By Gerald Tenywa
Budongo, the 800-square kilometer forest, sits between Murchison Falls National Park in northern Uganda and the southern parks such as Semliki, Kibale and Queen Elizabeth National Park. But the ancient forest is now under attack from pitsawyers and poachers.
In the last one year, illegal activities have grown, with some of the illegal tree loggers setting up camps within the forest.
In addition, they are digging pit latrines in the forest, meaning they have nothing to fear and have intentions of occupying the forest for some time.
The worst affected areas include Busingiro, Biiso and Hanga.
Sources within NFA say currently, the illegal pitsawyers remove trees that used to be extracted in one month in just one day! But NFA’s acting range manager, Nuliat Tumanya differs, pointing out that illegal activities have reduced.
(PHOTOs by Gerald Tenywa)
A fading rusted sign post of Budongo central forest rese at Busingiro in Masindi forest. Budongo is Uganda’s largest forest and one of the largest in eastern Africa but is being starved of investments. The forest has a rich potential for tourism.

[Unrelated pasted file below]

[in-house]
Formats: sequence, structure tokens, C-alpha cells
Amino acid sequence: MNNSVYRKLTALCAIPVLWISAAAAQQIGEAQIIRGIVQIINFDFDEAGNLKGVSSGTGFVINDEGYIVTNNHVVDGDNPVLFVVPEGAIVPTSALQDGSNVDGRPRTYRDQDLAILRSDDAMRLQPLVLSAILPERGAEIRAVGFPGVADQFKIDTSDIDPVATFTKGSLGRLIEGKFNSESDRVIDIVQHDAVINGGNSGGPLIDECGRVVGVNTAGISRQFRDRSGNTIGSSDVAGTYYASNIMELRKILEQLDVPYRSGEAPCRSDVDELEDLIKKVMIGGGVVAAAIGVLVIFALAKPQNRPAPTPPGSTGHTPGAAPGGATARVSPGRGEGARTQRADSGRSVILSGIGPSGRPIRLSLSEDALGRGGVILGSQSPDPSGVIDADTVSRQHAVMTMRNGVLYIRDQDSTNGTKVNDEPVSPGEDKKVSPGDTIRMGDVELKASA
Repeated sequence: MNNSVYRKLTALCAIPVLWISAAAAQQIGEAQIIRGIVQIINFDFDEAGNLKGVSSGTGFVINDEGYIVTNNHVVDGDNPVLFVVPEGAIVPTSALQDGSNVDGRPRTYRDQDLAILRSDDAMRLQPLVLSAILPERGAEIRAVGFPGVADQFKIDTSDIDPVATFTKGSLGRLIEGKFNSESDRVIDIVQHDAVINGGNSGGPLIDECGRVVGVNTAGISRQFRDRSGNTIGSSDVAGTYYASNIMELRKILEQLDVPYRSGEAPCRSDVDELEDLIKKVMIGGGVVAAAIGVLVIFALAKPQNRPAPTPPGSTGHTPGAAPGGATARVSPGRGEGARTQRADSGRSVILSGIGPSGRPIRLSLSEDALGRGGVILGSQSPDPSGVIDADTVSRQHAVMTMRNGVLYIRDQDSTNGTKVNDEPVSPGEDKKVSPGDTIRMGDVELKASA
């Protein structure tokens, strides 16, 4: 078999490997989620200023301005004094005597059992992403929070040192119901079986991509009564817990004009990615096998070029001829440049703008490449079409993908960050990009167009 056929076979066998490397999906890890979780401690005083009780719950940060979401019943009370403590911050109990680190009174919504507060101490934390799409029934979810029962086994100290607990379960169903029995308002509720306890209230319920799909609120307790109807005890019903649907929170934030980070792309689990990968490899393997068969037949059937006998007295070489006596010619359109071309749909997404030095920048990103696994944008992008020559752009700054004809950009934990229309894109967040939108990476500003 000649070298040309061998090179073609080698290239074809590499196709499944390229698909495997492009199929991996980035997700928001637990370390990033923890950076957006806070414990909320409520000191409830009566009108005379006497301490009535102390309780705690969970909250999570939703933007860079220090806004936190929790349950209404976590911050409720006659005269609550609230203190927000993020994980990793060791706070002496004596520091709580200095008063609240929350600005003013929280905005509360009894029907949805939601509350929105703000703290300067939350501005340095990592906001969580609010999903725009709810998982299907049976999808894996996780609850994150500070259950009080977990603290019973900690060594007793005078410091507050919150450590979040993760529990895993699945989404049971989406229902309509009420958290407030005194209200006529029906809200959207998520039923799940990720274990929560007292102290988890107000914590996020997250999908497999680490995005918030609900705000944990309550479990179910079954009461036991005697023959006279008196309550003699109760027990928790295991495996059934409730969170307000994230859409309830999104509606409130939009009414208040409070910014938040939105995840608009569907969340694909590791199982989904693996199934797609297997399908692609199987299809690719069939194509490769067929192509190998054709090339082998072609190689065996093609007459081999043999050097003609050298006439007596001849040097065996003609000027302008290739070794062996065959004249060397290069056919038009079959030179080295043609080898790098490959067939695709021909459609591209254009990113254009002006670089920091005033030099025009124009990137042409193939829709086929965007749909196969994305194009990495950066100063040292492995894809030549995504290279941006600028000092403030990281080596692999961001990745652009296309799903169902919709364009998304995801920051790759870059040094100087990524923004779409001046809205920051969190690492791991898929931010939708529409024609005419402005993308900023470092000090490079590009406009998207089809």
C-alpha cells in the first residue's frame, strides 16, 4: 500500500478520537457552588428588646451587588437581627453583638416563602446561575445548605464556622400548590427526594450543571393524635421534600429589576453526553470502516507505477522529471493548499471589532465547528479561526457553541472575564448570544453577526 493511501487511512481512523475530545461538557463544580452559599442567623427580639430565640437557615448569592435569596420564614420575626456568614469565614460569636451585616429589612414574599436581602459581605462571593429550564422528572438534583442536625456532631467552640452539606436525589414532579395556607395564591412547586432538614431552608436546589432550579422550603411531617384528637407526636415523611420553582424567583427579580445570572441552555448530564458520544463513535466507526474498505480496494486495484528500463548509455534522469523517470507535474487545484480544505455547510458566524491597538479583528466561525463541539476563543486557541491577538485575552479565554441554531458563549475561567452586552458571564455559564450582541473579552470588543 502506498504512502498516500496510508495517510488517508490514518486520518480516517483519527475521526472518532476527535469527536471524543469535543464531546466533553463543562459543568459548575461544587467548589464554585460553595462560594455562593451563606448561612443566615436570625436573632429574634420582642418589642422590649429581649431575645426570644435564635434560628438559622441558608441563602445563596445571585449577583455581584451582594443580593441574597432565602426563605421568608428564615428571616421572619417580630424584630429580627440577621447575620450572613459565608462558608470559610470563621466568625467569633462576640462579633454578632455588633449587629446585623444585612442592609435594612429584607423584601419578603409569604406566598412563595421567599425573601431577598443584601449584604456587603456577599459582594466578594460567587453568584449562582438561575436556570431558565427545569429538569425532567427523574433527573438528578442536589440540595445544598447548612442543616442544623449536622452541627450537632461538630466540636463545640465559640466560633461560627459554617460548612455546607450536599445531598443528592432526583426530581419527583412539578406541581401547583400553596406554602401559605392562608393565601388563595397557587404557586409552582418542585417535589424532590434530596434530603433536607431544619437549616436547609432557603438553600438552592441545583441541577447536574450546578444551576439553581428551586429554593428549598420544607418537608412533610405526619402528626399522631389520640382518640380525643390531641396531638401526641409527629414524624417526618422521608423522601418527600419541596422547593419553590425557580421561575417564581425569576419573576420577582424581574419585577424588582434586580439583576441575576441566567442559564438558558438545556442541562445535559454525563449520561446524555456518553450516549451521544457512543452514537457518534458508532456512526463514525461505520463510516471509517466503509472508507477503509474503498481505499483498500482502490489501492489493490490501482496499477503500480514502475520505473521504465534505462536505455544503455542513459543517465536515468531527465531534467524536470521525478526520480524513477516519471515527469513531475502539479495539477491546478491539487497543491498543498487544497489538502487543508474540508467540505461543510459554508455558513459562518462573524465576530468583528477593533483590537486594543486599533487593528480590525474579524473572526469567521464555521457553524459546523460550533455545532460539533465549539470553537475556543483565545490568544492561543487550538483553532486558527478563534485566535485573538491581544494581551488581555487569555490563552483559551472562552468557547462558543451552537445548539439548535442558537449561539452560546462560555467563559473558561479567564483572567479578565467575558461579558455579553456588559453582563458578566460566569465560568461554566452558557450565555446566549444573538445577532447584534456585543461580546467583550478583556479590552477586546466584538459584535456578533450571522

Masindi-Butiaba road sheltered by Budongo’s canopy. As the sun rays filter softly through the trees, the singing of birds sing and the calls of chimps can be heard on a stroll along this stretch.
One of the tall mahogany trees of Budongo. The forest has run out of mahogany and the few remaining ones are standing in the strict nature reserves.
One of the logs left behind by illegal loggers in part of Budongo forest reserves.
Another harvested log in the forest reserves left by illegal loggers.
An antelope trapped on the poachers’ snares at Busingiro.
The foot print of illegal loggers and poachers is increasing and is taking the lives of wild animals in its wake.
A poachers camp in Budongo. The poachers had taken a break from one of the active sites in Budongo.
A toilet (latrine) hole for the illegal loggers at Busingiro.
Bundles of firewood by the roadside along Masindi-Butiaba Road with Budongo forest.